Burslem Rogues - John Slack and John Kelly

Much has been written about that loveable old rogue Vincent Riley. However, he was far from being the first of a long line of mischievous characters found within the district. Habitual drunkards were once a common scene on the streets of Burslem. Public houses, inns and taverns were far more numerous than today. So too were the abundance of backstreet beer houses that served these thirsty communities. Drink offered a cheap alternative to the stark realities of Victorian working-class existence. Two of these individuals were John Slack and John Kelly.


Between 1879 and 1883 John Slack appeared in the local courts eleven times for various misdemeanours in Burslem. Virtually nothing is known about this illusive individual with the exception of these appearances. His first appearance was in December 1879 for absconding from Chell workhouse, taking with him articles of clothing belonging to the Guardians of the Poor.


The conditions of the workhouse during this time were harsh and cruel, but his escape from the workhouse was a case of ‘out of the frying pan and into the fire’ as Slack was sentenced to three months hard labour in Stafford Gaol.


His remaining ten court appearances always recorded him as having no fixed residence. On May 9th 1880 he was convicted of ‘wandering abroad at Burslem, sleeping in outhouses with no visible means of subsistence and being unable to give a proper account of himself.’ He was fined five shillings with a further seven shillings in costs. His next appearance was on February 20th 1881, for the same offence, and for which he received the same penalty.


On June 4th he was convicted of being drunk in a public thoroughfare at Burslem. Again, he was fined five shillings with seven shillings in costs. Less than a month later he was convicted of the same offence. However this time his fine was doubled to ten shillings with seven shillings in costs.


This doubling, instigated to convince Slack against any further misdemeanours, failed to have any effect. Six weeks later on August 14th his drunken state managed to net him a fine of twenty shillings with seven shillings in costs.


This did have some success for it was six months until his next court appearance. His remaining appearances were for similar petty offences, the last of which resulted in a twelve month prison sentence on New Year’s Eve 1883.


A few more details survive concerning John Kelly. He was born in Burslem in 1857 to parents Patrick and Mary. The young couple had emigrated from their native Ireland the previous year and during the early 1860s were living at Bourne’s Bank near to St John’s Church.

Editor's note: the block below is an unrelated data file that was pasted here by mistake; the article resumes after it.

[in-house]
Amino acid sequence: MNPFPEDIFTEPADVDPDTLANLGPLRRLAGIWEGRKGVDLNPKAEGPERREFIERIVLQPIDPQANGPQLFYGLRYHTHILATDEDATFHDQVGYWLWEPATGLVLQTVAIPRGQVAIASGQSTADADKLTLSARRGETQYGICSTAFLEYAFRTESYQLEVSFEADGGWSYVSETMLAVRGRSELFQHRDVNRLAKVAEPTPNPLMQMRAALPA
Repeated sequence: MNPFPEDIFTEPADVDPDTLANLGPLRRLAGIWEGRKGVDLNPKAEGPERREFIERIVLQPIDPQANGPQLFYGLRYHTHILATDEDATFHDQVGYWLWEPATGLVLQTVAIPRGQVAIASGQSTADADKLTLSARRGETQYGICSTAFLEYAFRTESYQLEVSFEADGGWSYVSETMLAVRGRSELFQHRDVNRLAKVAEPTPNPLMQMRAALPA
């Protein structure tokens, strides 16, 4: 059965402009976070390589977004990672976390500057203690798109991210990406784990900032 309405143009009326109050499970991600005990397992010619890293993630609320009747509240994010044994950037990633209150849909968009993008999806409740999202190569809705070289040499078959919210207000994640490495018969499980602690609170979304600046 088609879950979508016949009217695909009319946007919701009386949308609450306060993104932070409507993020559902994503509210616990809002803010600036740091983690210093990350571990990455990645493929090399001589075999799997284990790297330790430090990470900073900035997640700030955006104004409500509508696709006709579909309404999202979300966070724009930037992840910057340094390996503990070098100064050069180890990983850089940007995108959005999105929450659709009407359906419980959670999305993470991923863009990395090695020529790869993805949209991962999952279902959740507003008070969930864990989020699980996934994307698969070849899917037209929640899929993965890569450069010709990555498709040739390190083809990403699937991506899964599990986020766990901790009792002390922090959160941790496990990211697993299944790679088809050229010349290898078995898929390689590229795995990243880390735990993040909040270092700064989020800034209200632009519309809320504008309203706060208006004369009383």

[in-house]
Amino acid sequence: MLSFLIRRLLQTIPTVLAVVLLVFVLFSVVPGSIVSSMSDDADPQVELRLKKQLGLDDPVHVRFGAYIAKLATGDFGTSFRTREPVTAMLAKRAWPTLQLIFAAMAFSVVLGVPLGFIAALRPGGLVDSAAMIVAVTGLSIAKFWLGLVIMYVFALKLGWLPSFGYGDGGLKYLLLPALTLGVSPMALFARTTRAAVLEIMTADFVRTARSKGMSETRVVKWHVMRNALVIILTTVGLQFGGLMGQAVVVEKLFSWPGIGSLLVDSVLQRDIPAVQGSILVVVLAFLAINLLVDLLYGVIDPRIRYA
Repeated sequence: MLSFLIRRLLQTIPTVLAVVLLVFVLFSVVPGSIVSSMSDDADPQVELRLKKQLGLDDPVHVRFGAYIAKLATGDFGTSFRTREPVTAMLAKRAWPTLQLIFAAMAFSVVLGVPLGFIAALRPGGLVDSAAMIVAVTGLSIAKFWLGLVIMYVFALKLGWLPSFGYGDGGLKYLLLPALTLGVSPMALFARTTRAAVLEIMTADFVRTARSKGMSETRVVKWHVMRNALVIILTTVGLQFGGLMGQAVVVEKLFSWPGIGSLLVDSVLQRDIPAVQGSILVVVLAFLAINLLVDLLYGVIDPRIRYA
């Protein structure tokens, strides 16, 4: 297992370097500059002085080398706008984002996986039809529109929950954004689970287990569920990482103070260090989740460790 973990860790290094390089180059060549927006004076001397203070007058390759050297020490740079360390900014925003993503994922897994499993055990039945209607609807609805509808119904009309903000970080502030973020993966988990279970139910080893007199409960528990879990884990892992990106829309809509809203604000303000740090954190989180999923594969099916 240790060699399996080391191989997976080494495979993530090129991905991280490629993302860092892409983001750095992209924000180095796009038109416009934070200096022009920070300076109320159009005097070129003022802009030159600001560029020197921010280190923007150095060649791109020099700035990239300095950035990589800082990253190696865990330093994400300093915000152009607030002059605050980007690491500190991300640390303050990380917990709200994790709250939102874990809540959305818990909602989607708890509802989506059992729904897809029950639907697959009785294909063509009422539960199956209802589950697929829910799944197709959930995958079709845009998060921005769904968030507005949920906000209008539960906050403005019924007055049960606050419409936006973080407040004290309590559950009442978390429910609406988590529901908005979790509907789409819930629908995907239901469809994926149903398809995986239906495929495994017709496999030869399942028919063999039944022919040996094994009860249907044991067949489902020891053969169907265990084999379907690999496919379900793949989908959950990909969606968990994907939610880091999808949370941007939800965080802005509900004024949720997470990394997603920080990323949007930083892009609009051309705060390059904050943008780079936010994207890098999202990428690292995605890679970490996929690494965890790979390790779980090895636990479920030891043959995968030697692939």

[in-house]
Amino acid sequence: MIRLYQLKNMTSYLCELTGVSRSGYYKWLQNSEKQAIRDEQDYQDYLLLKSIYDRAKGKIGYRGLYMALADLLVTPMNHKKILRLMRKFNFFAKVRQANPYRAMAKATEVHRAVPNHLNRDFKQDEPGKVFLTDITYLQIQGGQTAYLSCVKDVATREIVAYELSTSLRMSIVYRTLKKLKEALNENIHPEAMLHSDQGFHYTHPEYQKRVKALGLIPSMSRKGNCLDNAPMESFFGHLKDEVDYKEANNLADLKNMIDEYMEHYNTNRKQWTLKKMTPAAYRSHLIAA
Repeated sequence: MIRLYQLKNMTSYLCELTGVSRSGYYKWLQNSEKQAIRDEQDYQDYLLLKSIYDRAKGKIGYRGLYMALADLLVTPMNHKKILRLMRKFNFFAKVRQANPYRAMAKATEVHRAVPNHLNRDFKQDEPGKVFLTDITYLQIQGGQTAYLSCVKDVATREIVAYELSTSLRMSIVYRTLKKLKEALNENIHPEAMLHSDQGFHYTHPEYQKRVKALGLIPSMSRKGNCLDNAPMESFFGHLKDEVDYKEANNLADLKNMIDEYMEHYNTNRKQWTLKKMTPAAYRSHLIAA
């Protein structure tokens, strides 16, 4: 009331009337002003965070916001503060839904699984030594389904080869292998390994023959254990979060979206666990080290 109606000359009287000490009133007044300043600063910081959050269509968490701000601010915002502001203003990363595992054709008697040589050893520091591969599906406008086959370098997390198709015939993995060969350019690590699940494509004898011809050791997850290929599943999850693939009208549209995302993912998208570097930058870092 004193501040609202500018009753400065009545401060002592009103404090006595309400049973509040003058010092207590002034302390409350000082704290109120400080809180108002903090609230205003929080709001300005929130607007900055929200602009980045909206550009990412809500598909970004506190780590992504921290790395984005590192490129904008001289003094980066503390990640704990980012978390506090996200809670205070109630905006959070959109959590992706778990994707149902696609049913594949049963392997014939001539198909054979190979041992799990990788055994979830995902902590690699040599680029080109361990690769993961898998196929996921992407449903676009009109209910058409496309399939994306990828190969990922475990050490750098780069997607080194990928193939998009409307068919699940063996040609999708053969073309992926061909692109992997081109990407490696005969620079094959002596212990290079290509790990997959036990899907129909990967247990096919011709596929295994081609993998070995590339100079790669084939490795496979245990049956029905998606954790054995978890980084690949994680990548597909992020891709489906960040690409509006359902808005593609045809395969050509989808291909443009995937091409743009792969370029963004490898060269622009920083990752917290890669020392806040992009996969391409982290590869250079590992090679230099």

By the early 1880s John was living as a lodger with a family at New Street, having found work as a bricklayer’s labourer. He was described as being five foot six inches tall, of proportionate build, and with a fresh complexion. He had blue eyes, with sandy coloured hair and a moustache. Distinguishing features were a large cut mark in the centre of his forehead and a small blue dot in the middle of his left cheek.


By August 1881 he was recorded as being of no fixed residence when he appeared before the court in Burslem. The charge was being drunk and disorderly in a public thoroughfare for which he was fined ten shillings with seven shillings in costs.


Almost a month later he was fined the same amount for ‘wandering abroad and lodging in an outhouse in Burslem, having no visible means of subsistence and unable to give a good account of himself.’ A month after this he was again found guilty of the same offence. This time however he was given two months hard labourer at Stafford gaol.


The custodial sentence at least kept Kelly off the streets, although his next court appearance was to answer two charges. On February 25th 1882 at Burslem he was discovered being drunk and disorderedly in a public thoroughfare in the town. For this he was fined eight shillings. At the same hearing he was also found guilty of assaulting and beating Mary Anne Baker on the same day. This charge carried a fine of ten shillings. His final court appearance was for once again being drunk and disorderly in Burslem.


Both Slack and Kelly may simply have been poor individuals who took to a life of begging and drunkenness. They were probably familiar characters in the Mother Town during the early 1880s, frequently inebriated through drink and seeking shelter wherever they could. Like Vincent Riley, Slack and Kelly may simply have been unfortunate victims of the legal system.